- China lobby
- Organized support for the Chinese nationalists began following the nationalist revolution of 1925-1928. Subsequently, these elements called for a firm U.S. response to Japanese aggression against China from 1931 onward. The Price Committee, led by Frank and Harry Price, was able to enlist the support of Henry Stimson and through him had some influence on Franklin D. Roosevelt’s policies. During World War II, support for China was mainly in the form of financial aid coordinated by the United China Relief group. However, with the triumph of the communists in 1949, the China lobby was primarily concerned with organizing support for the Republic of China, keeping the Peoples’ Republic of China out of the United Nations, and directing criticism against the administration of Harry S. Truman, particularly Secretary of State Dean Acheson. The leading figures in this group were Henry Luce, Alfred Kohlberg, Frederick C. McKee, and in Congress Representative Walter H. Judd, and Senators William F. Knowland, Karl Mundt, and Joseph McCarthy. The lobby continued as a force in various forms until the 1970s, when the communist regime was finally recognized.See also Cold War.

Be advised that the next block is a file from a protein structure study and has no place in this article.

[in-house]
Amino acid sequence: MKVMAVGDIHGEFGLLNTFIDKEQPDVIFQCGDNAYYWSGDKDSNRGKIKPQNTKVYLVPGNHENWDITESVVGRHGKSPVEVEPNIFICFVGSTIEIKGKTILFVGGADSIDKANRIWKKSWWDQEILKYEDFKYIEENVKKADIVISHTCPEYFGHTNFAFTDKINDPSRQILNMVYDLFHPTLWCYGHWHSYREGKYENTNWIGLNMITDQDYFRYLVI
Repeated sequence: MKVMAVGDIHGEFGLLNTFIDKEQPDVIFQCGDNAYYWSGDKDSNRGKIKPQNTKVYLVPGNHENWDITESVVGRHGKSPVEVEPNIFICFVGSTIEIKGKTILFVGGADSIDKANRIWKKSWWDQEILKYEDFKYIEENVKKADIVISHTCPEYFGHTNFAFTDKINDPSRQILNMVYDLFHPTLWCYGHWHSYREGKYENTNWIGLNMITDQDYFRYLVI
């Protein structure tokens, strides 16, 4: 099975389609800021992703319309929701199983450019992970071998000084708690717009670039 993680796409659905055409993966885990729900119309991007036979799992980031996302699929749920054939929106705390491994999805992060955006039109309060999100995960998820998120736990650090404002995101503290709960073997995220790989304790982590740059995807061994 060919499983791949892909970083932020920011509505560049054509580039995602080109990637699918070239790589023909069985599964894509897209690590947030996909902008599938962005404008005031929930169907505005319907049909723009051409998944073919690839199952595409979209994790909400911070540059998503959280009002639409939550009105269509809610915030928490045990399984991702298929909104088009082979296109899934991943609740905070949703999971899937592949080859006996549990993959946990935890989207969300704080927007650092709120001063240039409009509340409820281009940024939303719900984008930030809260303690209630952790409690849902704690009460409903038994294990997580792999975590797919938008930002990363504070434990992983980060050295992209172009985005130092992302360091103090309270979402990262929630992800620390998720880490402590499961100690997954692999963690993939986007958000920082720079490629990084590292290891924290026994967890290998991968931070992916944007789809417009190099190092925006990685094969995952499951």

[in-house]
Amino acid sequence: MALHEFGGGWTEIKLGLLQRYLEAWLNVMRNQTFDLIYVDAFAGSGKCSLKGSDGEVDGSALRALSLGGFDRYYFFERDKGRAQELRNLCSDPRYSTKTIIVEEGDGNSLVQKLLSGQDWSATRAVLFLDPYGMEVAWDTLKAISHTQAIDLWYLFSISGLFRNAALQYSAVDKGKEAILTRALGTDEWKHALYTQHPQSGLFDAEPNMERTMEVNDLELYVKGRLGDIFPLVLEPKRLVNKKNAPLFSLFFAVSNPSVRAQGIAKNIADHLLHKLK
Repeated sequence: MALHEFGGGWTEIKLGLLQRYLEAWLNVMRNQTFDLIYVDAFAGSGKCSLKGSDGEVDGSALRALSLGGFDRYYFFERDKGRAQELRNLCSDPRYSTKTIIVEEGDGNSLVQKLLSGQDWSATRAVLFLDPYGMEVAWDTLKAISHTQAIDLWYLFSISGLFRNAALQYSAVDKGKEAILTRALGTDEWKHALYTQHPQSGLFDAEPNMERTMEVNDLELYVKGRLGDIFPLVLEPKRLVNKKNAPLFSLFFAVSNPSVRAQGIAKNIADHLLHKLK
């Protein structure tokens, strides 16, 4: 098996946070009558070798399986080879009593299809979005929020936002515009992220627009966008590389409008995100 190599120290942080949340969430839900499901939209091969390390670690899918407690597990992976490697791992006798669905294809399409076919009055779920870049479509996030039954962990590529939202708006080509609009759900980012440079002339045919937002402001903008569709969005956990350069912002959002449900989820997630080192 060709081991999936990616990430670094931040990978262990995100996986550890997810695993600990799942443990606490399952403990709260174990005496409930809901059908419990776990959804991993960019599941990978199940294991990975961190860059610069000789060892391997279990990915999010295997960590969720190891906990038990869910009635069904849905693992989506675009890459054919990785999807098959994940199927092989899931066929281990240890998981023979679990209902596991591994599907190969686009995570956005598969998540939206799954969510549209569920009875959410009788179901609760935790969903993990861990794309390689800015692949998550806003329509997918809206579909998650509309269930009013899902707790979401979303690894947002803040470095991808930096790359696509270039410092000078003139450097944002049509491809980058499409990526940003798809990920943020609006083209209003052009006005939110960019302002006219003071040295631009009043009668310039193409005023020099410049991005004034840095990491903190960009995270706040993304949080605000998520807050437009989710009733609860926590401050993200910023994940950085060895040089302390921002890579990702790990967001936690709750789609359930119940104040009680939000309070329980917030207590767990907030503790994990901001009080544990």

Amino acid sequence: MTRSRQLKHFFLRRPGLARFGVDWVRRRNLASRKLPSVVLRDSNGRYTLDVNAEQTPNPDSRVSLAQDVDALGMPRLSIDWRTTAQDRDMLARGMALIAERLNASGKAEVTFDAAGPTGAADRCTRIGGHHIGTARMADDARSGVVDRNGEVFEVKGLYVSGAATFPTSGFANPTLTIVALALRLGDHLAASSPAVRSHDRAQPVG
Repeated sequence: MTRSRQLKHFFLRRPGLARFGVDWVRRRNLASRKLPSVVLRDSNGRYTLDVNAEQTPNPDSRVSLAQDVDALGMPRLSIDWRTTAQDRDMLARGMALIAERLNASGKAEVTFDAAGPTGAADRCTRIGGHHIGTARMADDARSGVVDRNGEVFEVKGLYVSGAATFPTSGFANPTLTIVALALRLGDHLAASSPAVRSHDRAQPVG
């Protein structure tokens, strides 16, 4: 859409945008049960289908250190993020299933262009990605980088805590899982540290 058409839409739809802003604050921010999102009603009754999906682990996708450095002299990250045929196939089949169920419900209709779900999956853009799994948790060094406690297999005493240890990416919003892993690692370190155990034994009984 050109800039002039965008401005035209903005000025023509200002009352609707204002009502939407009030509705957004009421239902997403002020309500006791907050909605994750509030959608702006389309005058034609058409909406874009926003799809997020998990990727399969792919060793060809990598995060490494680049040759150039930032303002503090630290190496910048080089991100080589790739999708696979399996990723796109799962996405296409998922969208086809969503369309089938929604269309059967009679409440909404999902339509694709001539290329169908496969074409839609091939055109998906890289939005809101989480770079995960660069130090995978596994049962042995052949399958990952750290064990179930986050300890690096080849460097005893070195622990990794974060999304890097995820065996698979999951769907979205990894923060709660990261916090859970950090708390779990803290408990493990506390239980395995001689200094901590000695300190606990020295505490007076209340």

Historical Dictionary of the Roosevelt–Truman Era . Neil A. Wynn . 2015.